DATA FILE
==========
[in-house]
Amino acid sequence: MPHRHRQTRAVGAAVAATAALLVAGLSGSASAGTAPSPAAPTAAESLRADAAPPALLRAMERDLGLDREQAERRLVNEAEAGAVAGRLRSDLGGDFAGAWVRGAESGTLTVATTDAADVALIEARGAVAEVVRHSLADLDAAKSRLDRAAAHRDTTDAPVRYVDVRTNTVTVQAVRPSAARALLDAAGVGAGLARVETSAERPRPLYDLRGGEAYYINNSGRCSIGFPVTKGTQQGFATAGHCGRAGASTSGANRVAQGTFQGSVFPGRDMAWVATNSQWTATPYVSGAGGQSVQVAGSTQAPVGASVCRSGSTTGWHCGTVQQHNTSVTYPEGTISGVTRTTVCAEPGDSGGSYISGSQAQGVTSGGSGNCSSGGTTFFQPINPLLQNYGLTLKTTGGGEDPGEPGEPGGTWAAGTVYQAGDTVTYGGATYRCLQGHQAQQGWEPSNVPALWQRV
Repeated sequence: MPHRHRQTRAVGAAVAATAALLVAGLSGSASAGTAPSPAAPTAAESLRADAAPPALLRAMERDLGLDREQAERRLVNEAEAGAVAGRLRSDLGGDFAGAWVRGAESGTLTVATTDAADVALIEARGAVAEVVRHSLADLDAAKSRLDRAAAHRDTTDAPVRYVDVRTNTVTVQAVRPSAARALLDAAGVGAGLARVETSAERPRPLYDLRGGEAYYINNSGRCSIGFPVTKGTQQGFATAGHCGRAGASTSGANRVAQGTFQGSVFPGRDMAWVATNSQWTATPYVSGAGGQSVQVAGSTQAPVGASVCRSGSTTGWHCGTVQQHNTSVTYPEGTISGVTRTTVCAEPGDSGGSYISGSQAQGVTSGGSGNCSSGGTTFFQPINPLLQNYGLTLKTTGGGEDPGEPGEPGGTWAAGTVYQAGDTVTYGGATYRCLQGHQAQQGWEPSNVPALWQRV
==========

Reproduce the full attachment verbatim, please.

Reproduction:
[in-house]
Amino acid sequence: MPHRHRQTRAVGAAVAATAALLVAGLSGSASAGTAPSPAAPTAAESLRADAAPPALLRAMERDLGLDREQAERRLVNEAEAGAVAGRLRSDLGGDFAGAWVRGAESGTLTVATTDAADVALIEARGAVAEVVRHSLADLDAAKSRLDRAAAHRDTTDAPVRYVDVRTNTVTVQAVRPSAARALLDAAGVGAGLARVETSAERPRPLYDLRGGEAYYINNSGRCSIGFPVTKGTQQGFATAGHCGRAGASTSGANRVAQGTFQGSVFPGRDMAWVATNSQWTATPYVSGAGGQSVQVAGSTQAPVGASVCRSGSTTGWHCGTVQQHNTSVTYPEGTISGVTRTTVCAEPGDSGGSYISGSQAQGVTSGGSGNCSSGGTTFFQPINPLLQNYGLTLKTTGGGEDPGEPGEPGGTWAAGTVYQAGDTVTYGGATYRCLQGHQAQQGWEPSNVPALWQRV
Repeated sequence: MPHRHRQTRAVGAAVAATAALLVAGLSGSASAGTAPSPAAPTAAESLRADAAPPALLRAMERDLGLDREQAERRLVNEAEAGAVAGRLRSDLGGDFAGAWVRGAESGTLTVATTDAADVALIEARGAVAEVVRHSLADLDAAKSRLDRAAAHRDTTDAPVRYVDVRTNTVTVQAVRPSAARALLDAAGVGAGLARVETSAERPRPLYDLRGGEAYYINNSGRCSIGFPVTKGTQQGFATAGHCGRAGASTSGANRVAQGTFQGSVFPGRDMAWVATNSQWTATPYVSGAGGQSVQVAGSTQAPVGASVCRSGSTTGWHCGTVQQHNTSVTYPEGTISGVTRTTVCAEPGDSGGSYISGSQAQGVTSGGSGNCSSGGTTFFQPINPLLQNYGLTLKTTGGGEDPGEPGEPGGTWAAGTVYQAGDTVTYGGATYRCLQGHQAQQGWEPSNVPALWQRV